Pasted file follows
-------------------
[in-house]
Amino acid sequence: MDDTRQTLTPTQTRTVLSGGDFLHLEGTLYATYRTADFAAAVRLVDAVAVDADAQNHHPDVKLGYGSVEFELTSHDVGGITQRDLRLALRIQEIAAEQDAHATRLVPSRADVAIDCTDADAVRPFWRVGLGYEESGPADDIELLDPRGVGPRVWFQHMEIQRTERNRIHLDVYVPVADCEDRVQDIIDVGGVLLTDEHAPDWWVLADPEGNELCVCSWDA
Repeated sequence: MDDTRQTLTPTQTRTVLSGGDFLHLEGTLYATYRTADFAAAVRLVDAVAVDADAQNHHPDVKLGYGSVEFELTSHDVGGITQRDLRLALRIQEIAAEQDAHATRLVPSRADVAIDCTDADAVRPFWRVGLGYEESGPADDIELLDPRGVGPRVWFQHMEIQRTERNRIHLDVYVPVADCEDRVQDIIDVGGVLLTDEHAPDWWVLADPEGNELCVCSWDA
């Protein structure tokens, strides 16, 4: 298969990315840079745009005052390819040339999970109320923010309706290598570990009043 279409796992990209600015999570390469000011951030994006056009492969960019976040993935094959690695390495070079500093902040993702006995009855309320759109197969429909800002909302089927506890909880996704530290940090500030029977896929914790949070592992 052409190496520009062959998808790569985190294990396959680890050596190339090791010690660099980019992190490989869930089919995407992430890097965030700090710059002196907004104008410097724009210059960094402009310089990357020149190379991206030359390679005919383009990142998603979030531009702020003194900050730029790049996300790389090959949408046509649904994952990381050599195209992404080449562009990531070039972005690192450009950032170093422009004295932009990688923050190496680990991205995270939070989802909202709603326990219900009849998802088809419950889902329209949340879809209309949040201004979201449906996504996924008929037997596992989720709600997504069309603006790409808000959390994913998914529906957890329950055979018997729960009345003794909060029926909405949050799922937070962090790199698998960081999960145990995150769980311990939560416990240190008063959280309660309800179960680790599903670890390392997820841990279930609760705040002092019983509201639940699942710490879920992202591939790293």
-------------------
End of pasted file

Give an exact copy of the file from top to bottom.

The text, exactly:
[in-house]
Amino acid sequence: MDDTRQTLTPTQTRTVLSGGDFLHLEGTLYATYRTADFAAAVRLVDAVAVDADAQNHHPDVKLGYGSVEFELTSHDVGGITQRDLRLALRIQEIAAEQDAHATRLVPSRADVAIDCTDADAVRPFWRVGLGYEESGPADDIELLDPRGVGPRVWFQHMEIQRTERNRIHLDVYVPVADCEDRVQDIIDVGGVLLTDEHAPDWWVLADPEGNELCVCSWDA
Repeated sequence: MDDTRQTLTPTQTRTVLSGGDFLHLEGTLYATYRTADFAAAVRLVDAVAVDADAQNHHPDVKLGYGSVEFELTSHDVGGITQRDLRLALRIQEIAAEQDAHATRLVPSRADVAIDCTDADAVRPFWRVGLGYEESGPADDIELLDPRGVGPRVWFQHMEIQRTERNRIHLDVYVPVADCEDRVQDIIDVGGVLLTDEHAPDWWVLADPEGNELCVCSWDA
């Protein structure tokens, strides 16, 4: 298969990315840079745009005052390819040339999970109320923010309706290598570990009043 279409796992990209600015999570390469000011951030994006056009492969960019976040993935094959690695390495070079500093902040993702006995009855309320759109197969429909800002909302089927506890909880996704530290940090500030029977896929914790949070592992 052409190496520009062959998808790569985190294990396959680890050596190339090791010690660099980019992190490989869930089919995407992430890097965030700090710059002196907004104008410097724009210059960094402009310089990357020149190379991206030359390679005919383009990142998603979030531009702020003194900050730029790049996300790389090959949408046509649904994952990381050599195209992404080449562009990531070039972005690192450009950032170093422009004295932009990688923050190496680990991205995270939070989802909202709603326990219900009849998802088809419950889902329209949340879809209309949040201004979201449906996504996924008929037997596992989720709600997504069309603006790409808000959390994913998914529906957890329950055979018997729960009345003794909060029926909405949050799922937070962090790199698998960081999960145990995150769980311990939560416990240190008063959280309660309800179960680790599903670890390392997820841990279930609760705040002092019983509201639940699942710490879920992202591939790293």